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What Can I Speak About in Therapy?

Have you been thinking of going for your very first therapy session but are wondering what you can speak about? Maybe you are thinking if you are going to be judged, that your feelings are childish or that your problems are too insignificant to be addressed in therapy.

Have you ever been met with statements such as “your life is great, you don’t need therapy” or heard people say “ therapy is only for those who have issues”? Have these comments and your own apprehensions regarding therapy kept you from taking the first step?

Well, the truth is, in therapy, you can speak about anything under the sun. The whole process may seem complex and anxiety-provoking. When you go for therapy, you may go in wanting to speak about your relationship, but will end up speaking about something else drastically different! What you discuss in therapy is often a reflection of your mood at the time.

We often feel like we should have a plan, a list of issues we want to bring up. While that is one way to go about it, a lot more gets unravelled over the sessions that we might have never even imagined.

If this sounds familiar and you’re looking for a sign to get yourself for that first session, this is your sign! Read on to know more about what you can discuss at therapy.

For starters, you could bring up your hesitation, apprehensions, and skepticism regarding therapy. Whether you have any beliefs and preconceived notions about being in therapy.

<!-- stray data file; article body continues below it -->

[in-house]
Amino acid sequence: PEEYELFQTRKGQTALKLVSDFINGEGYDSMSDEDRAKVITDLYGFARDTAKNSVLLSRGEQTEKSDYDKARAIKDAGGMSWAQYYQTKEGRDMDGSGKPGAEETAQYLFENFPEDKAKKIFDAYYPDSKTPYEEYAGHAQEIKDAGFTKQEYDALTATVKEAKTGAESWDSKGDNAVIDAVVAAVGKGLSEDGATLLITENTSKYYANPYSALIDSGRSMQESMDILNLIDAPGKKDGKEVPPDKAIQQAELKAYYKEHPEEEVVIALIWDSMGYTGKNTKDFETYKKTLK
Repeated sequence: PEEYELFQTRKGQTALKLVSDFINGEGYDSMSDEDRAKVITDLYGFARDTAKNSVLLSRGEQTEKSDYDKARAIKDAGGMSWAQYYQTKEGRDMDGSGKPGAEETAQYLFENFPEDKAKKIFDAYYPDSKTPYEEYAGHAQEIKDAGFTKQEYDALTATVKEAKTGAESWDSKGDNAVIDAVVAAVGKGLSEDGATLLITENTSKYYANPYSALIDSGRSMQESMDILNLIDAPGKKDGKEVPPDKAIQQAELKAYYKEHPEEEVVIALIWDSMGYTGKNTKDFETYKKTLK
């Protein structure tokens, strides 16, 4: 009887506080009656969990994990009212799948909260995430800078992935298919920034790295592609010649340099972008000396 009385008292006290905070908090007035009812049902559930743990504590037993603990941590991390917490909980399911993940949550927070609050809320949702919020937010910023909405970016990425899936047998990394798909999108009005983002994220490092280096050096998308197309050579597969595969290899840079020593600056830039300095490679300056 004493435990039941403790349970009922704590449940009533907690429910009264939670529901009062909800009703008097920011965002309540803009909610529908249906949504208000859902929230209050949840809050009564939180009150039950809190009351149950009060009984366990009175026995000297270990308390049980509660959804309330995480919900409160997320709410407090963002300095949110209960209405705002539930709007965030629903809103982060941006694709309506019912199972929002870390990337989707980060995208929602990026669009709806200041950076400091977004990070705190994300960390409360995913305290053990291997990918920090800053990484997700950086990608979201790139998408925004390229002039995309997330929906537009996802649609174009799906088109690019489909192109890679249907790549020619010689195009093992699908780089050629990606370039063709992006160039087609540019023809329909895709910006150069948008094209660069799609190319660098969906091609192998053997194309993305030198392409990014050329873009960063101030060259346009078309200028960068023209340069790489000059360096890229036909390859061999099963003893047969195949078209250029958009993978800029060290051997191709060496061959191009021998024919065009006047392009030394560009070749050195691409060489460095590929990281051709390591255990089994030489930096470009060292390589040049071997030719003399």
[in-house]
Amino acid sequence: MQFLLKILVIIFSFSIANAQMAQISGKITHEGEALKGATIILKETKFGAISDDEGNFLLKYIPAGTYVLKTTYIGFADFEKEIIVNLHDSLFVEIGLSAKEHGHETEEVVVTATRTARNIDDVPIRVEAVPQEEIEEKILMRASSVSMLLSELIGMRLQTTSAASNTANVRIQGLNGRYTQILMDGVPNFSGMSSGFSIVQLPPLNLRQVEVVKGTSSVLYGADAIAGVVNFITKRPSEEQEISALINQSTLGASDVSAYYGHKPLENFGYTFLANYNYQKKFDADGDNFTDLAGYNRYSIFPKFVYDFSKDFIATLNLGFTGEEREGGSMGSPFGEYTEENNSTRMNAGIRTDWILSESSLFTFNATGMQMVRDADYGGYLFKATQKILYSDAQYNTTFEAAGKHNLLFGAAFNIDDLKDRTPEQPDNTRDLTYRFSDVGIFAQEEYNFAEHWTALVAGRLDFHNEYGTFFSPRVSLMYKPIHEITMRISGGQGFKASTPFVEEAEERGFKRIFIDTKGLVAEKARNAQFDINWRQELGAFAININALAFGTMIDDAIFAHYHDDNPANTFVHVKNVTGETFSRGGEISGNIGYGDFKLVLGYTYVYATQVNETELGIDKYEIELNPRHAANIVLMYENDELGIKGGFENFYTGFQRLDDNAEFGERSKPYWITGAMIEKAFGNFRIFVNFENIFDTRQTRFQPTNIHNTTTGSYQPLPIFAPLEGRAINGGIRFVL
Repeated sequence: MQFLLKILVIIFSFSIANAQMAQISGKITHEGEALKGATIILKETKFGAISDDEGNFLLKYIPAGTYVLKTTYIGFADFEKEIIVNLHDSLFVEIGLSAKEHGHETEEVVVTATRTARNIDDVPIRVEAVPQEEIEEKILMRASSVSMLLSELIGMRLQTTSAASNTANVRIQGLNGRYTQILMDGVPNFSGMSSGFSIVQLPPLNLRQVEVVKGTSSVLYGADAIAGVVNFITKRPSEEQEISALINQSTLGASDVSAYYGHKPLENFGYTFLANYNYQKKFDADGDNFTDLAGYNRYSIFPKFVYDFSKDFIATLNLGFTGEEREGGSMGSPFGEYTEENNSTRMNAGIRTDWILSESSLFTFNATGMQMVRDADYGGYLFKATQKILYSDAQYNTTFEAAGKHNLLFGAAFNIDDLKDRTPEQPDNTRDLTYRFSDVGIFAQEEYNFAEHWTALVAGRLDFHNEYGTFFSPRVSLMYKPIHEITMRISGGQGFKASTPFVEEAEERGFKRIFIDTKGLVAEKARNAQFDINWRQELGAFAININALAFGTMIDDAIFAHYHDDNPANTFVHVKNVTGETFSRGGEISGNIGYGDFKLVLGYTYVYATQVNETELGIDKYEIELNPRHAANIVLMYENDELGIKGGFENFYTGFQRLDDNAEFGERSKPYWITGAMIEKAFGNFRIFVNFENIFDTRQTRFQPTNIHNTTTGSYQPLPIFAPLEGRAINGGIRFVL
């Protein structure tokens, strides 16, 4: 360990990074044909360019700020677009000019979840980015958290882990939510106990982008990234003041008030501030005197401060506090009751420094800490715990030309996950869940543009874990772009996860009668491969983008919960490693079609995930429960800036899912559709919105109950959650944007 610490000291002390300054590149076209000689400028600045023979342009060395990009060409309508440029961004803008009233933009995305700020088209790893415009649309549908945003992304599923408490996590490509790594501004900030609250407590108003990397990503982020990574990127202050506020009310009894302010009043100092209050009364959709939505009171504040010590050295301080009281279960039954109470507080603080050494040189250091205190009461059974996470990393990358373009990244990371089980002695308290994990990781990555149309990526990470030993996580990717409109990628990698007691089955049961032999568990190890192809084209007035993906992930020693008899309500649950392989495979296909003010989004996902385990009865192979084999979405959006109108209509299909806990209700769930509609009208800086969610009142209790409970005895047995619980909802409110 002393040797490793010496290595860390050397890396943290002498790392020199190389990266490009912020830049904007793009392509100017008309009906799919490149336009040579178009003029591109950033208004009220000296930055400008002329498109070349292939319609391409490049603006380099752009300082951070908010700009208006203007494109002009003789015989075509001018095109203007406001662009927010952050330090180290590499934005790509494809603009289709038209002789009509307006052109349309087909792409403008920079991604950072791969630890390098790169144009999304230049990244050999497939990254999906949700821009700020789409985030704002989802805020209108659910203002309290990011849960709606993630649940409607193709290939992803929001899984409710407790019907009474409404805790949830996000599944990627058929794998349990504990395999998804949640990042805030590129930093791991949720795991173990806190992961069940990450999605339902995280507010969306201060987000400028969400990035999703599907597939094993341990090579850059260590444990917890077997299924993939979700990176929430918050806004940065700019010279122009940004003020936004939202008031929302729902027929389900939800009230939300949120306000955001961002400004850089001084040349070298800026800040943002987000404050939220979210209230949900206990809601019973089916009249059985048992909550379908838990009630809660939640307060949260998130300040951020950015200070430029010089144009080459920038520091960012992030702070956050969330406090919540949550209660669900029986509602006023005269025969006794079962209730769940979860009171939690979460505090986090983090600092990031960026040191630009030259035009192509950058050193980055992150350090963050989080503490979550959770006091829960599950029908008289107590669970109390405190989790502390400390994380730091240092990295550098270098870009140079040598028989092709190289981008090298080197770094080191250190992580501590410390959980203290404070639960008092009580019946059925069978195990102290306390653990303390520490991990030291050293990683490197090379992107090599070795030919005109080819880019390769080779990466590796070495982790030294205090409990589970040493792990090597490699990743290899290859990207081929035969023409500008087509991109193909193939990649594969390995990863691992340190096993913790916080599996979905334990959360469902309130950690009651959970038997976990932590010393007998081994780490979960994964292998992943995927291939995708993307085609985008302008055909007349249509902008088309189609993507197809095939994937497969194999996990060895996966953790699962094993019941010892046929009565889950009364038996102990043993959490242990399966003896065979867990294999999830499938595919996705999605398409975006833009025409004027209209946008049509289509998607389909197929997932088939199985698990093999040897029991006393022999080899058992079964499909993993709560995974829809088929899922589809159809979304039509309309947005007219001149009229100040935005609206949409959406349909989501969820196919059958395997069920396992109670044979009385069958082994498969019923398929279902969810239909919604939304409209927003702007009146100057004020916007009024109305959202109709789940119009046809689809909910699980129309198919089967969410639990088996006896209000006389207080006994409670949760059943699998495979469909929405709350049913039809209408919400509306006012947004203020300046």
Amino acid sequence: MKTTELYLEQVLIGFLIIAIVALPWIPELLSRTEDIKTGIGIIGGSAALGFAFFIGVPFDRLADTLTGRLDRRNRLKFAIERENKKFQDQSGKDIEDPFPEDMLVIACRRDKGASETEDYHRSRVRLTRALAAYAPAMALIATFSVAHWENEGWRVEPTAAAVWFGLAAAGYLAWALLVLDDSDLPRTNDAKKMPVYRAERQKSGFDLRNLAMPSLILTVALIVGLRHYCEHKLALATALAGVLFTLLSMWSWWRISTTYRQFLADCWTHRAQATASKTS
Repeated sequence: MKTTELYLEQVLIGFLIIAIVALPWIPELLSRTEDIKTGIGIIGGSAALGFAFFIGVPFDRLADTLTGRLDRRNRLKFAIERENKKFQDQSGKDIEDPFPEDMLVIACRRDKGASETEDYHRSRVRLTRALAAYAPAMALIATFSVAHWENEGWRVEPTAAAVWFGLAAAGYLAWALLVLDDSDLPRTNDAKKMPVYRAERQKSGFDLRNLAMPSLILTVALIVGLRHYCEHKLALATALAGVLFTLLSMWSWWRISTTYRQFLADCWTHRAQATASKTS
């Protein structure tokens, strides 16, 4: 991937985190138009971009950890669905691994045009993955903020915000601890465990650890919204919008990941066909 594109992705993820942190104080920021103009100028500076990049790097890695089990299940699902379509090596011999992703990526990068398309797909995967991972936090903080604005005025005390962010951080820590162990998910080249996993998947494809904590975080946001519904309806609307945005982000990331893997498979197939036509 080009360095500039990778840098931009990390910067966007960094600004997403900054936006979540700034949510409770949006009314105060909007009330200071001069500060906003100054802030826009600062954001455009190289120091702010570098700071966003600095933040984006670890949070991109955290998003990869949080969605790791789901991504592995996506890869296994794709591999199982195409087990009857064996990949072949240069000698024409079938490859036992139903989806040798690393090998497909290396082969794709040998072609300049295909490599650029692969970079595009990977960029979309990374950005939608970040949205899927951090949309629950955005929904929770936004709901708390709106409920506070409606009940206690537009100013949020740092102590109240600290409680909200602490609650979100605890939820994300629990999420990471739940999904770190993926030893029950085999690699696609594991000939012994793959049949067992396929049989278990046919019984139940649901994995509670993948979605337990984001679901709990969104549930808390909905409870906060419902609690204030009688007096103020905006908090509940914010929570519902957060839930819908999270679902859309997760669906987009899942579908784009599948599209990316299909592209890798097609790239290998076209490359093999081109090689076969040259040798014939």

Perhaps, you’ve watched a movie and you see therapists a certain way, or you’ve heard friends speak about their first therapy experience ever and you’re wondering if this may even be worth your time and money?

This could be a great beginning in therapy and it’s never a bad idea to address these concerns. And remember, every experience is unique and your therapist can guide you through that process.

So what else now? I’ve addressed my concerns. Why am I still blanking out?

It may help to think of your life in themes and then address them. These themes could be your relationships, family, emotions, past, or your work life.

Below are some common areas in life where we may encounter problems.


Have you been struggling with your relationship and feeling distressed with regard to your partner? Wondering why your partner cannot see your efforts? Or you’re thinking about that friend who ghosted you and you now want closure?

Well, you can speak about all the important people in your life, those you love, those you hate, people who make your blood boil, and people who feel like a warm hug.

Need an ear for you to vent? Therapists are there for you, to hear you out, with no judgments or bias. Be it, needing some guidance or wanting to reflect on why your partner might be hurt, your therapist is armed with various skills to keep you going.

They might not have all the answers to your questions, but they can guide you to answer your own questions and see things in a different light.